Jim's Reviews > The Most Powerful Idea in the World: A Story of Steam, Industry, and Invention

The Most Powerful Idea in the World by William Rosen
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's review
Nov 02, 15

bookshelves: industrial-revolution
Read from July 08 to 13, 2010

*interview on the Daily Show
http://www.thedailyshow.com/watch/mon... *

Like Malcolm Gladwell, Jared Diamond and James Burke, William Rosen asks an interesting question about success and society. The question is : Why did the Industrial Revolution occur in the British Isles instead of India, China, Eastern Europe, South America? I'm found this topic interesting as I think about the need for innovation regarding today's energy needs.

This book offers his theories and provides the history of this invention revolution. As a historical view, it lacks detailed engineering information and illustrations. This can be found on the web or other books.

Since I would like to refer back to his explanation and supporting facts, I'm writing some here.

His premise of why the Industrial Revolution occurred in Britian
"The best explanation for the preeminence of English speakers in lifting humanity out of it's 10,000 year long Malthusian trap is the Anglophone world democratized the nature of invention."


World population grew 100 fold between 500 BCE and 1600ce from 5 to 500 million. Everyone ate the same amount of food, lived the same number of years and buried the same amounts of children. The worldwide GDP (in 1990 $) in 800 GCE was the same for 1600 England about $ 583.

On average, a baby born in France in 1800 lived 25 fewer years than a baby born in the Republic of Congo in 2000.

4th Century laborer - works 3 hours for a pound of bread
1800 laborer - 2hours
1900 - 20 minutes
Today- 5 minutes

The industries of Coal, Iron, Steam Engines, Cotton and Railroads were connected and created an infinite loop of innovation. The Steam Engine was needed to pump water out of coal mines, coal was used to make iron that was used to make steam engines, improvements in the steam engines were required to cost effectively replace water wheels in textile factories, trains moved the cotton. This connected economy brought about big and incremental improvements in small and large machinery,manufacturing techniques, design,information sharing and scientific understanding,

Because Europe had more Artisans than Scientists, the demand for promising application research was far greater than pure science.

A highly important market was the British demand for Best Practices in the crafts.

When work is imperfectly aligned with rewards,science remains the activity of those with an outside income.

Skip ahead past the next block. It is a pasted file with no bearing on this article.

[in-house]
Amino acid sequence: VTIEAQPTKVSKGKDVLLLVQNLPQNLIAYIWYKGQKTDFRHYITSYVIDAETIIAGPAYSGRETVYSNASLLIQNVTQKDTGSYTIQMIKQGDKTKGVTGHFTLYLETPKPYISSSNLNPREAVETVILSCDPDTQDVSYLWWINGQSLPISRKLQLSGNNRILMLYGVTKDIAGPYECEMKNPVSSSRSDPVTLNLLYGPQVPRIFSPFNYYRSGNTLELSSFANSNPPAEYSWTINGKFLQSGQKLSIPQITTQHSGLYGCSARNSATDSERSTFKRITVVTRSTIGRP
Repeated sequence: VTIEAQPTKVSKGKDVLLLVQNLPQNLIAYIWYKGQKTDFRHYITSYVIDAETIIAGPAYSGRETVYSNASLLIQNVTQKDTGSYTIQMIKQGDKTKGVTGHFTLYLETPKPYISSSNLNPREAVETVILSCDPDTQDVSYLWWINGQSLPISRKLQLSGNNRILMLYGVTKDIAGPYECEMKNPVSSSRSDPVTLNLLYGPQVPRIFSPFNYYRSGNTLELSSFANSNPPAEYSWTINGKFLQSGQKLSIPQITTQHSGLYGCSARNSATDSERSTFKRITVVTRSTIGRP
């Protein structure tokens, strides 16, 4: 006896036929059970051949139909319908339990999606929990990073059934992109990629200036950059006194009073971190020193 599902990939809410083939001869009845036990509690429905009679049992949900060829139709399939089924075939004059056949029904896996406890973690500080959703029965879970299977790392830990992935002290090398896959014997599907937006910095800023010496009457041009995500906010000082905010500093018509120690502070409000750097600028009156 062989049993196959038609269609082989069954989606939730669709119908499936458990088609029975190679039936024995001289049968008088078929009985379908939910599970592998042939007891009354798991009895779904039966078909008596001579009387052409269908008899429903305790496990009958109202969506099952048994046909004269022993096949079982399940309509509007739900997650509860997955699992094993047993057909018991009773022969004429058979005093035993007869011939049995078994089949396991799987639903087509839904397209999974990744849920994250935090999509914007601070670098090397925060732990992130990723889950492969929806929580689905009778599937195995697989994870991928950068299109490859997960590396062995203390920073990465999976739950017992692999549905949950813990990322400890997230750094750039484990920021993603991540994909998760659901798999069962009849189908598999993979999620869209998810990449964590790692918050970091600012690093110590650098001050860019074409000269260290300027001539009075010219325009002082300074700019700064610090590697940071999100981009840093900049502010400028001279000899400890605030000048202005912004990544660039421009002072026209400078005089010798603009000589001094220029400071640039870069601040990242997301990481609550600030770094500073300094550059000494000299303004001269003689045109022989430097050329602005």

Inventors initially forgo 1/3 of their income making it a somewhat irrational occupation.

A new enthusiasm for creating knowledge led to the public sharing of experimental methods and results,demand for those results led to new communication channels amongst theoretical scientists.This spread also to real world application training in coffee houses and inns which artisans could buy.

The Newcomen Steam Engine used coal so inefficiently that it could only be used next to coal mines to pump out water.

The Scot's relative poverty and opportunity in British possessions lead to the Scottish enthusiasm for education.

Gin was made from fermenting grain so bad it couldn't be used for beer.

The ancient Guild economy had a belief that knowledge was a zero sum game.(that knowledge lost value once shared). The industrial revolution required more knowledge sharing which benefited more people.

Production of 10,000 tons of iron demanded 100,000 acres of forest. A single 17th century iron works could denude 4000 acres each year. Coal was used because Iron burned wood faster than it could be grown.

Entrepreneurs had to depend on constantly improving inventions. Watts was successful because he made a steam engine cheap as well as good.

Shipping large amounts of freight by barge is always cheaper than by land although slow. 4mph.

For every 30 degrees of heat to the water doubles the power. Doubling the heat of the water equals 100X the energy. Power rises geometrically while fuel is used arithmetically. Thus new high pressure steam design economically allowed for train travel.

An important incremental improvement in the steam engine was the fusible plug. When water level in tank became dangerously low the plug (which needs to be covered by water) would melt thus letting steam out the hole and avoiding explosions.

So much of Manchester's cotton shipped out of Liverpool, that Liverpool shipped 1/3 of the worlds trade in 1800.

Today's Steam Turbines turn 80% of heat energy into work as opposed to 30% in a Cornish Engine.

From 1700-2000
Population increased 12 x
Production increased 100X

The LA Times review is found below:


The British Industrial Revolution in Global PerspectiveThe British Industrial Revolution in Global Perspective
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Reading Progress

07/08/2010 page 16
4.0% "Just got this from the library. The prologue is very good!"
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